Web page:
While writing this answer to the question Transmitter receiver coil separation for Electromagnetic Terrain Conductivity Measurement I ran across this large PDF file of a book Soil and Environmental Analysis; Physical Methods Soil and Environmental Analysis; Physical Methods, 2nd Ed. K. A. Smith and C. E. Mulllins, Eds. 2000 Dekker, New York.
Figure 5. on page 29 is shown below. It shows a plot of the real and imaginary part of the permittivity of water in solid (ice) and liquid forms.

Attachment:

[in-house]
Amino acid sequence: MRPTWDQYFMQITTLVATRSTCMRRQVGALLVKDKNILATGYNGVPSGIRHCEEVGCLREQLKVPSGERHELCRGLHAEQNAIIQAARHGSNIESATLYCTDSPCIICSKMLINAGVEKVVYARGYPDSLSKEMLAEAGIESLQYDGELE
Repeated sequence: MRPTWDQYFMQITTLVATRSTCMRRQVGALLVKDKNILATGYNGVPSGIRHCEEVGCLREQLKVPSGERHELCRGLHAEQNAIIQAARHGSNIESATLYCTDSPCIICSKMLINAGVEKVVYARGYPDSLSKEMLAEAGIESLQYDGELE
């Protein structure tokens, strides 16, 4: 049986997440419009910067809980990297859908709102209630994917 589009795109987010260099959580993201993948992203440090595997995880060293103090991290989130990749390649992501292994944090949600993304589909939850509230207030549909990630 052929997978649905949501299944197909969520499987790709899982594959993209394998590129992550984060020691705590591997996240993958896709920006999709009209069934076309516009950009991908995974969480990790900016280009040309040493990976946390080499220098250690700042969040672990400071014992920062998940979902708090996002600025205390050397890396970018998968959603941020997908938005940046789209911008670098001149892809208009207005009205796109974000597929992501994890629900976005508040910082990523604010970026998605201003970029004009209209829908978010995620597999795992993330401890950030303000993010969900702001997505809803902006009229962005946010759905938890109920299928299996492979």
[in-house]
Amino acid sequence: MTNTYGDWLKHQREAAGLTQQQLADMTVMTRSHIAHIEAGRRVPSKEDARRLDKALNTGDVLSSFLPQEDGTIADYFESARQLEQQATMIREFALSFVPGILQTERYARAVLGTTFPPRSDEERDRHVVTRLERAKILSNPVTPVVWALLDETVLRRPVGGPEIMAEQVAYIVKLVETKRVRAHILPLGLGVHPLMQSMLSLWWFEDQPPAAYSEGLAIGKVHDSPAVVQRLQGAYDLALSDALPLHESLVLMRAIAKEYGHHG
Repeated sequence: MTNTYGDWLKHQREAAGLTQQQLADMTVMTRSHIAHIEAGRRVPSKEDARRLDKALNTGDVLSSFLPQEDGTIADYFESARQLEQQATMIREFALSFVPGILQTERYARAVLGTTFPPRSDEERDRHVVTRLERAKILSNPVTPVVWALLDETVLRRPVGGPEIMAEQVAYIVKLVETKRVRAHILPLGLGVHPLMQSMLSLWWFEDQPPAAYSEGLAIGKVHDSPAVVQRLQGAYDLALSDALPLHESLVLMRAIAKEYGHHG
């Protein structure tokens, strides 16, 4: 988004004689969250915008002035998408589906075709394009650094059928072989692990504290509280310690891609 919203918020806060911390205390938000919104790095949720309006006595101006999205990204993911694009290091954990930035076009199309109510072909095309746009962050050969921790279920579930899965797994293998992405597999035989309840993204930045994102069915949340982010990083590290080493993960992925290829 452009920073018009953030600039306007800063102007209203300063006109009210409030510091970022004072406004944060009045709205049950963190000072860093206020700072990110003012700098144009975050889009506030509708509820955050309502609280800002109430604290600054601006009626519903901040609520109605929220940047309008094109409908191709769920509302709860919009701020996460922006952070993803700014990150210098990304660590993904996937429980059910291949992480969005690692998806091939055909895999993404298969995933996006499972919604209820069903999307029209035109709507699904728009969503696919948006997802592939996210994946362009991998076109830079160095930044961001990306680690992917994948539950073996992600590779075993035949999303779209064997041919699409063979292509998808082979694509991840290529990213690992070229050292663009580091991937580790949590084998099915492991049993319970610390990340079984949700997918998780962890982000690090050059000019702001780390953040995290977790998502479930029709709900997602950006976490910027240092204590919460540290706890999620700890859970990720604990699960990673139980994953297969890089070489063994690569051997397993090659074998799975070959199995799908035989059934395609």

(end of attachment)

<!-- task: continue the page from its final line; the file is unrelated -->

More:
The shapes are the roughly the same; the real part is around 80 to 90 at low frequency and drops to perhaps 2 to 1 at high frequency, with the imaginary part reaching a peak as the slope of the real part is maximum as one would expect.
The difference however is that the peak in the absorption is around 3 kHz for ice and 20 GHz for liquid!
- Is the physics behind this strong absorption peak the same in both cases?
- If so, what is it about the transition from solid to liquid that can move it seven orders of magnitude?